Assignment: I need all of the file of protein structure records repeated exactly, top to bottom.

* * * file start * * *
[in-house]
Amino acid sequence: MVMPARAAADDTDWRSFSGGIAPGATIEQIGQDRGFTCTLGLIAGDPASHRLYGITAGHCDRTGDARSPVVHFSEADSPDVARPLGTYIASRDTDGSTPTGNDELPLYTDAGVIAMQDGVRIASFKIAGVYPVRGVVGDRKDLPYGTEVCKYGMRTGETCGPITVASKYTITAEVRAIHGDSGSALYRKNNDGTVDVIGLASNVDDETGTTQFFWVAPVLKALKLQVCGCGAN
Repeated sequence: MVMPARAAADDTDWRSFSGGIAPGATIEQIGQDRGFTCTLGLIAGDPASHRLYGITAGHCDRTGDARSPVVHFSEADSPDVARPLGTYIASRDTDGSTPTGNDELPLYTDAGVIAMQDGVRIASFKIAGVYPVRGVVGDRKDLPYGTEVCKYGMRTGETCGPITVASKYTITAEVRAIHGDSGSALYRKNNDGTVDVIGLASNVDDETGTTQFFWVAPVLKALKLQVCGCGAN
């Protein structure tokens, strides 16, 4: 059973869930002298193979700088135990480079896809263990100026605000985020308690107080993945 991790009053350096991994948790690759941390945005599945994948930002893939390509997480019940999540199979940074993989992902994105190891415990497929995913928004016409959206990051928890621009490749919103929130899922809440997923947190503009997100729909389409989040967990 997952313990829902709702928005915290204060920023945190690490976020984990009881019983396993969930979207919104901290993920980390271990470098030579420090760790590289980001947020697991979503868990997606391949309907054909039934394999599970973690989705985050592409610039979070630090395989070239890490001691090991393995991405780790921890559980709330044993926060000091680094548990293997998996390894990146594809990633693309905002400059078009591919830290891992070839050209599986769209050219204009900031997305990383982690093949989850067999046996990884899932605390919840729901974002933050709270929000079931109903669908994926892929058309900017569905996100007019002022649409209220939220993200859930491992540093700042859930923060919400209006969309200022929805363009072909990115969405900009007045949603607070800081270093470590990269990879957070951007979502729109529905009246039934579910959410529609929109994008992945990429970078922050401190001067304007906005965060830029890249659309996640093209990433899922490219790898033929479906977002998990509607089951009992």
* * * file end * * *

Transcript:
[in-house]
Amino acid sequence: MVMPARAAADDTDWRSFSGGIAPGATIEQIGQDRGFTCTLGLIAGDPASHRLYGITAGHCDRTGDARSPVVHFSEADSPDVARPLGTYIASRDTDGSTPTGNDELPLYTDAGVIAMQDGVRIASFKIAGVYPVRGVVGDRKDLPYGTEVCKYGMRTGETCGPITVASKYTITAEVRAIHGDSGSALYRKNNDGTVDVIGLASNVDDETGTTQFFWVAPVLKALKLQVCGCGAN
Repeated sequence: MVMPARAAADDTDWRSFSGGIAPGATIEQIGQDRGFTCTLGLIAGDPASHRLYGITAGHCDRTGDARSPVVHFSEADSPDVARPLGTYIASRDTDGSTPTGNDELPLYTDAGVIAMQDGVRIASFKIAGVYPVRGVVGDRKDLPYGTEVCKYGMRTGETCGPITVASKYTITAEVRAIHGDSGSALYRKNNDGTVDVIGLASNVDDETGTTQFFWVAPVLKALKLQVCGCGAN
């Protein structure tokens, strides 16, 4: 059973869930002298193979700088135990480079896809263990100026605000985020308690107080993945 991790009053350096991994948790690759941390945005599945994948930002893939390509997480019940999540199979940074993989992902994105190891415990497929995913928004016409959206990051928890621009490749919103929130899922809440997923947190503009997100729909389409989040967990 997952313990829902709702928005915290204060920023945190690490976020984990009881019983396993969930979207919104901290993920980390271990470098030579420090760790590289980001947020697991979503868990997606391949309907054909039934394999599970973690989705985050592409610039979070630090395989070239890490001691090991393995991405780790921890559980709330044993926060000091680094548990293997998996390894990146594809990633693309905002400059078009591919830290891992070839050209599986769209050219204009900031997305990383982690093949989850067999046996990884899932605390919840729901974002933050709270929000079931109903669908994926892929058309900017569905996100007019002022649409209220939220993200859930491992540093700042859930923060919400209006969309200022929805363009072909990115969405900009007045949603607070800081270093470590990269990879957070951007979502729109529905009246039934579910959410529609929109994008992945990429970078922050401190001067304007906005965060830029890249659309996640093209990433899922490219790898033929479906977002998990509607089951009992």